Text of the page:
Cliff Kennedy is the founder and president of Kennedy Speech Communications, which has offices in Chicago, Illinois and San Diego, California. He is an executive speech coach who has spent his entire career creating high-stakes, high-impact audience experiences. His background as a creative director, writer and executive producer of corporate events has given him unique insight into what audiences expect and how they connect with speakers and presenters. firstname.lastname@example.org
You can’t have a successful event without successful speakers. They bring your agenda to life and engage your audience on a personal level that can’t be replicated by any other meeting element.
From the keynote speeches in a general session to the breakouts, improving the effectiveness and impact of the speakers at an event leads to real and meaningful results: ideas and messages are communicated more clearly and effectively, the credibility of the speakers and the organization is enhanced, and the audience is inspired to believe and motivated to act. This leads to an event with increased impact and value, as well as one that generates a much greater ROI.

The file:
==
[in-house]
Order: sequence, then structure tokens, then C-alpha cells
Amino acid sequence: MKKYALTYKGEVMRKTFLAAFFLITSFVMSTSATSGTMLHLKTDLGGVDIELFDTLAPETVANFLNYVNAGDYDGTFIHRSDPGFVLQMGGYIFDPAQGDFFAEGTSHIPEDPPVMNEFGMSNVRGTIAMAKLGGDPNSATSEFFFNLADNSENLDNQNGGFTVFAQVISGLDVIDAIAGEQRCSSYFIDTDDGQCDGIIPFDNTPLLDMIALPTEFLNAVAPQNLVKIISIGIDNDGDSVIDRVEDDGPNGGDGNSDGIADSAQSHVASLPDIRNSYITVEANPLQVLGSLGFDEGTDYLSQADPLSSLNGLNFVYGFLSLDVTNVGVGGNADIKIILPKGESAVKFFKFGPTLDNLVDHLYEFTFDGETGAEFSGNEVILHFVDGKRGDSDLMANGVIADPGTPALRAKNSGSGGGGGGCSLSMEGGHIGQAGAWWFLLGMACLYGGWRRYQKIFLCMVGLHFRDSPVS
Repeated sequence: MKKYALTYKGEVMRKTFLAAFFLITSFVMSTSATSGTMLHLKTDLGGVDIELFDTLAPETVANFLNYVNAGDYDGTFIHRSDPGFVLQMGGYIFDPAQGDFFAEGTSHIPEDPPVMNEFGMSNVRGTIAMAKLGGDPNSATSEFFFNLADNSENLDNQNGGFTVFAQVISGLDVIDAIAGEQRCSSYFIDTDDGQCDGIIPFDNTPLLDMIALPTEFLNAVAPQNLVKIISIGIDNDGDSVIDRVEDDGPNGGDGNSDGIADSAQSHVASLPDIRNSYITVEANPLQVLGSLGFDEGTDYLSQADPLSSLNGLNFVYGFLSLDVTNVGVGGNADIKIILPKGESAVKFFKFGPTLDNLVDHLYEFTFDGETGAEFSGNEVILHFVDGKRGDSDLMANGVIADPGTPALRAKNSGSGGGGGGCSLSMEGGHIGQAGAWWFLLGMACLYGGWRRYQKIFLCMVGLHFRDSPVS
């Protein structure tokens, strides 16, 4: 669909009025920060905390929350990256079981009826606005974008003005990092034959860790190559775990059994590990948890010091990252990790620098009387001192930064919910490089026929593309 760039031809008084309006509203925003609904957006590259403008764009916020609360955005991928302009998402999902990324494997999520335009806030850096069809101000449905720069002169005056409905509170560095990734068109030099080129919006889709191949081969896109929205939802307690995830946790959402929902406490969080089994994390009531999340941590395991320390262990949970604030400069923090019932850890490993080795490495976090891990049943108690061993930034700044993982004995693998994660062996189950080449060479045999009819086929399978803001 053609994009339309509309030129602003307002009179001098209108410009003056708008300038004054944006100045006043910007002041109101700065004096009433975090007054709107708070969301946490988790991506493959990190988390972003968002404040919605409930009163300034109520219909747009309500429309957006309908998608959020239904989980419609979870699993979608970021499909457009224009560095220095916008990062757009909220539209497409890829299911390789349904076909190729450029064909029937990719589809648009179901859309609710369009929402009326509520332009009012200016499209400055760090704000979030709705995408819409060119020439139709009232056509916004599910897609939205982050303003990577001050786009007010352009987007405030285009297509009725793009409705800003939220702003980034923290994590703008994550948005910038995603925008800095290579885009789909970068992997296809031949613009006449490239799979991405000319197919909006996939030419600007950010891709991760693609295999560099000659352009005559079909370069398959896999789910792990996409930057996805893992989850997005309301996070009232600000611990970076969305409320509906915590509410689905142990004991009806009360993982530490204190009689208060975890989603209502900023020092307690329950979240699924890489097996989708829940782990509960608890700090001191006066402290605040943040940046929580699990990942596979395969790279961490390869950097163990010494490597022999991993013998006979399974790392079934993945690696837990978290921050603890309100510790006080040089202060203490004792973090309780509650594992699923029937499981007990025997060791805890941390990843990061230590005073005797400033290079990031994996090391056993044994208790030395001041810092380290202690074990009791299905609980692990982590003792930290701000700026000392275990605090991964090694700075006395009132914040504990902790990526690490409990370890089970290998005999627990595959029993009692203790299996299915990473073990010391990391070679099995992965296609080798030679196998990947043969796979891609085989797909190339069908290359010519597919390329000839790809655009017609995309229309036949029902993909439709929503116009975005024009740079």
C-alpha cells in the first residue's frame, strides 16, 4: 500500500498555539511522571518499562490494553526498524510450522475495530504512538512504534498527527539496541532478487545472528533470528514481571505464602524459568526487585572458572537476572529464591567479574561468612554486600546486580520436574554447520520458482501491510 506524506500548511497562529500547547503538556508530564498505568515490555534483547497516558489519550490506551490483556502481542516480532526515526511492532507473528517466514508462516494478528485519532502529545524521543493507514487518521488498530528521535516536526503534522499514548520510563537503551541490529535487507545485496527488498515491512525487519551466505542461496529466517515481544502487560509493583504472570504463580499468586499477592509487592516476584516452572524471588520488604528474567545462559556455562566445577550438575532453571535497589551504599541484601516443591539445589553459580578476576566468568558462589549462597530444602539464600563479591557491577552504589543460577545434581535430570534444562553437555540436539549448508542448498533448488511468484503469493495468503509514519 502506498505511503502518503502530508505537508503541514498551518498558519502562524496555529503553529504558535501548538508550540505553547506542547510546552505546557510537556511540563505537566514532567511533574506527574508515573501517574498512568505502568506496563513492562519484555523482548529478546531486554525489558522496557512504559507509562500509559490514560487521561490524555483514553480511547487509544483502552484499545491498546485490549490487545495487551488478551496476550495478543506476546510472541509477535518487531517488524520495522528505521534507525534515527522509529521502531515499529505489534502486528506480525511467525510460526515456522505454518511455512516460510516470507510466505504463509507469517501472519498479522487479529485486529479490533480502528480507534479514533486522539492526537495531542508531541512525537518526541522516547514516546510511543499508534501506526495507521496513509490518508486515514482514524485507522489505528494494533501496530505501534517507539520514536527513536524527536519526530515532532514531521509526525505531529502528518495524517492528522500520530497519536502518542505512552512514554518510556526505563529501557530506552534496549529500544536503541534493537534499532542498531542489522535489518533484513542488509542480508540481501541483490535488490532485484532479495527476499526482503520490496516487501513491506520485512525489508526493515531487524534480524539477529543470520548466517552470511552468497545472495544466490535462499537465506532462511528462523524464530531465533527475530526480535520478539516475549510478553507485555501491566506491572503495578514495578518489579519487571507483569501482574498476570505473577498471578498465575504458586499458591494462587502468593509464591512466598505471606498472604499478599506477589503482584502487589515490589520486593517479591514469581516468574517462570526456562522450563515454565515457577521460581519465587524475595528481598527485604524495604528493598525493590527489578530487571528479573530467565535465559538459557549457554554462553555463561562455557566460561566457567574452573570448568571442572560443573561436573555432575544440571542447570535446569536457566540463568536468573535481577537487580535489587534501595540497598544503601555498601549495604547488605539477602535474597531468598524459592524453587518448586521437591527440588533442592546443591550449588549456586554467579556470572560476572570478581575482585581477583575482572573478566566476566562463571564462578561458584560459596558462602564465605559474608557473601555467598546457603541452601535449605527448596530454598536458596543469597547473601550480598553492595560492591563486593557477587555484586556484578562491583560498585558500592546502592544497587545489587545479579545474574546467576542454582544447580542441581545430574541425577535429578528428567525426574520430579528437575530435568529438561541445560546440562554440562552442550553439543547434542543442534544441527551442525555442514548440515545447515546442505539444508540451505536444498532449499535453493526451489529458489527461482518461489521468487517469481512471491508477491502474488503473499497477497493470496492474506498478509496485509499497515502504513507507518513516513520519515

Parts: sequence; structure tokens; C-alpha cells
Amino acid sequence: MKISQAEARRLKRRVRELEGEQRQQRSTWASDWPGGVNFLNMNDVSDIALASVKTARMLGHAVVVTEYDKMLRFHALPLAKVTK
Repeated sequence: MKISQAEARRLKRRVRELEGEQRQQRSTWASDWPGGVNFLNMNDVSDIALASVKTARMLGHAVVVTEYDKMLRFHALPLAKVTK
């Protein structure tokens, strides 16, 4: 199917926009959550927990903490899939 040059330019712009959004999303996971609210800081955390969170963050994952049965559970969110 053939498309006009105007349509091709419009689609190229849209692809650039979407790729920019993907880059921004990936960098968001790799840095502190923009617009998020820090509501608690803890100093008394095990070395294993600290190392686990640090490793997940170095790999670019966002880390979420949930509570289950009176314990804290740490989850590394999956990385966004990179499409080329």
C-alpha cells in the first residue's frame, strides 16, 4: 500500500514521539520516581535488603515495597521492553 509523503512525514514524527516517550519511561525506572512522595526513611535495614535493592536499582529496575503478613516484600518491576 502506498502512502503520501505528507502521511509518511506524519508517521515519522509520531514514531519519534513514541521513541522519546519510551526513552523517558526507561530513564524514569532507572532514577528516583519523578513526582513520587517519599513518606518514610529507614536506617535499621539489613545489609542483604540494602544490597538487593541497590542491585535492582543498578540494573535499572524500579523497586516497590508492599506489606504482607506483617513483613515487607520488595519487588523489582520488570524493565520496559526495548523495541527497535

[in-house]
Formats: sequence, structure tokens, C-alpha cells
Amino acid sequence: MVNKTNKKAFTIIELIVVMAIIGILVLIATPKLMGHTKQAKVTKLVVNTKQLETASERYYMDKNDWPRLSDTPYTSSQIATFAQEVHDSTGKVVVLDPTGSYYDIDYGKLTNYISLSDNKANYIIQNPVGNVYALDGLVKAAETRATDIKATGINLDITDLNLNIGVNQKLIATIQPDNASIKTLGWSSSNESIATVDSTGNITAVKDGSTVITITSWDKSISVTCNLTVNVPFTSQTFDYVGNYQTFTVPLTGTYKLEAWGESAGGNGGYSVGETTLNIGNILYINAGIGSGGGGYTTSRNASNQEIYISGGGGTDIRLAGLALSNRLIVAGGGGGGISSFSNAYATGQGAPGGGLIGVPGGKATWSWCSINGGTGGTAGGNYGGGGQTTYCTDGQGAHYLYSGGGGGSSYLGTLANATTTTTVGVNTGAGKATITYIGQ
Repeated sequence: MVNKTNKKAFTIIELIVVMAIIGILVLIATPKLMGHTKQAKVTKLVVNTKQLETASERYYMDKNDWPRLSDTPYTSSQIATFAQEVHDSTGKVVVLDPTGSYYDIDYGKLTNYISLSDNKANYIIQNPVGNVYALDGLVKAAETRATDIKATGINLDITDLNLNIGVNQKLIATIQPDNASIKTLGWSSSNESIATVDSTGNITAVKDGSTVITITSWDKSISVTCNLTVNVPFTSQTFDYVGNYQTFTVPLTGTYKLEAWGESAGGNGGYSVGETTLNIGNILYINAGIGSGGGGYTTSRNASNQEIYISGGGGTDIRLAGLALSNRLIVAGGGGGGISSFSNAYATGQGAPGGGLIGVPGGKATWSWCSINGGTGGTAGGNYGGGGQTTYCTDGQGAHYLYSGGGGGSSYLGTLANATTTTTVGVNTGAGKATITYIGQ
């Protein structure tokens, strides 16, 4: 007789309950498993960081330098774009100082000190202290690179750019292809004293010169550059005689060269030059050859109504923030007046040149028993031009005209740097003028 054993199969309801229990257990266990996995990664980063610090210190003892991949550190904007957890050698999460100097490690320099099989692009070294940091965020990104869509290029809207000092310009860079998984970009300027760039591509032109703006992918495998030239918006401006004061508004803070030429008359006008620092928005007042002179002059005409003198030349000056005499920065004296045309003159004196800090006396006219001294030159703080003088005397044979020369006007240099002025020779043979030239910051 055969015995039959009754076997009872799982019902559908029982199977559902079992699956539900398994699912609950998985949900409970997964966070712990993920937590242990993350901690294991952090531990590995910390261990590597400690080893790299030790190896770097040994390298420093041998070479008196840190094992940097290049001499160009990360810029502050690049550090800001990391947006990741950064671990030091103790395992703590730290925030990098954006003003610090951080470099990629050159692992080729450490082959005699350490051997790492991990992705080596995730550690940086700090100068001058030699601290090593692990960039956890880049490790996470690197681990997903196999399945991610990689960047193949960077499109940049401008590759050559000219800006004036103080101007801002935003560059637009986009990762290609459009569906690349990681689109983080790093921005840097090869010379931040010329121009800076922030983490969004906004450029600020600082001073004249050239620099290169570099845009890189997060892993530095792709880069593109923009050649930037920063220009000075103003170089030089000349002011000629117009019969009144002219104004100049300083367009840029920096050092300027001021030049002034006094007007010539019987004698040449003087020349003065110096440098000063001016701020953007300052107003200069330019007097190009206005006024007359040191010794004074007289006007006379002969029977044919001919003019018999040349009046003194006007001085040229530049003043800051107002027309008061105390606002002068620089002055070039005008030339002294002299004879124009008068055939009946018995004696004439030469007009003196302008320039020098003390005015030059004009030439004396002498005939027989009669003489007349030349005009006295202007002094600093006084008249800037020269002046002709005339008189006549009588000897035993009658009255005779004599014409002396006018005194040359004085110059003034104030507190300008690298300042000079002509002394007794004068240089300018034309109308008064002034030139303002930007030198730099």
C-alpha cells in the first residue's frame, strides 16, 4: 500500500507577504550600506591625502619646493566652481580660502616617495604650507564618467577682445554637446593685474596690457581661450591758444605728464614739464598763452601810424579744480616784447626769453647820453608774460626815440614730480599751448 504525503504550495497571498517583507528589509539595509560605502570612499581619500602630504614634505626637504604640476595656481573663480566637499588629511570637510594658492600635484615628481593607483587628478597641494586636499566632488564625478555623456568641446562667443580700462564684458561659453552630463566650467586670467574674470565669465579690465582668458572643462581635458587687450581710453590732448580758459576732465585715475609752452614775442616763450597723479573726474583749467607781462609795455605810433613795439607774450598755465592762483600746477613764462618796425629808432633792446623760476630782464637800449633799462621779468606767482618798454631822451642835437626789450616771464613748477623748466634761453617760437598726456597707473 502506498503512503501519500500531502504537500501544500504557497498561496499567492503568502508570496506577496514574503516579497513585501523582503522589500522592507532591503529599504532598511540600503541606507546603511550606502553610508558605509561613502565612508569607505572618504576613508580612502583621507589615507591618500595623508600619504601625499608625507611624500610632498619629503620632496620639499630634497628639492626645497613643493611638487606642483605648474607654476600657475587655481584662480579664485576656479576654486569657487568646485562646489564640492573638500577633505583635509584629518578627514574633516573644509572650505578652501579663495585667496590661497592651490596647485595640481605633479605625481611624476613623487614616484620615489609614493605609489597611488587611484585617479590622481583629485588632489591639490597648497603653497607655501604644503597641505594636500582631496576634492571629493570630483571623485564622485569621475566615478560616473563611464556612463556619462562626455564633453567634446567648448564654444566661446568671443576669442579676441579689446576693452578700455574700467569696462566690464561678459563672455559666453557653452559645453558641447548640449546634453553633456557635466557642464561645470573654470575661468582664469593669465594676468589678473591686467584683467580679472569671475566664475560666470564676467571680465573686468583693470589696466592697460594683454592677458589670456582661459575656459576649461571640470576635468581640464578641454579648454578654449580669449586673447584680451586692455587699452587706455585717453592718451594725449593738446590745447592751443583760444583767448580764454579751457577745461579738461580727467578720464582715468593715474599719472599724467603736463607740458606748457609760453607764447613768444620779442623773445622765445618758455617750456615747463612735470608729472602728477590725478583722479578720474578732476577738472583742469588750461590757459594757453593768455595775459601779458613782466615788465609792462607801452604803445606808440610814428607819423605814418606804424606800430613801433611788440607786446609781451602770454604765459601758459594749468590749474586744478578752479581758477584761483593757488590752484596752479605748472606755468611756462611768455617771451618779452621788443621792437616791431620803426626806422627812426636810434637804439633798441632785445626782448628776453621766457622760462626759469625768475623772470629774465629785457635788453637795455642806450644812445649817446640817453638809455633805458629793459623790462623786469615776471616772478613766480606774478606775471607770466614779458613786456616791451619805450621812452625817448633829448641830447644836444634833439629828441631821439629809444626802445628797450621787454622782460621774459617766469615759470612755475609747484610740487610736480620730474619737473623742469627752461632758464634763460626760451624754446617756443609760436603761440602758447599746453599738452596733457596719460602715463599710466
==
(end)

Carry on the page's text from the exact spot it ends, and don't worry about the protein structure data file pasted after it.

As a meeting planner, you have an incredible opportunity to elevate the performance of the speakers at your event. Though you may not work directly on the development of each speech or presentation, you can help to create a plan for the success of every speaking opportunity.
The process begins with a clear strategy. I believe that every event, and therefore every speech or presentation at an event, must engage the audience by offering a clear vision that appeals to their interests. It must empower the audience with the information and direction needed to achieve this vision. And finally, it must energize them with a clear call to action. Though not all speeches and presentations at an event have to achieve all three of these strategies, each must focus on at least one.
Great event themes don’t just sum up the purpose or topic of an event, they also guide and support the development of the speeches and presentations. To work in this manner, a theme should represent the overall vision of the event or organization. It then becomes a verbal shorthand that speakers can use to share this vision with their audience. And, even better, the audience can use it to spread this vision beyond the event.
Audiences don’t just listen to speeches and presentations, they experience them. Just like every other aspect of your event, including the lodging, meals, social activities and entertainment, the speeches contribute to the overall experience. Great speech experiences lead to a great event experience.
Remember this when you are developing the master agenda for your event. Don’t look at each session as a series of speeches, but as an opportunity to add to and enhance the audience experience.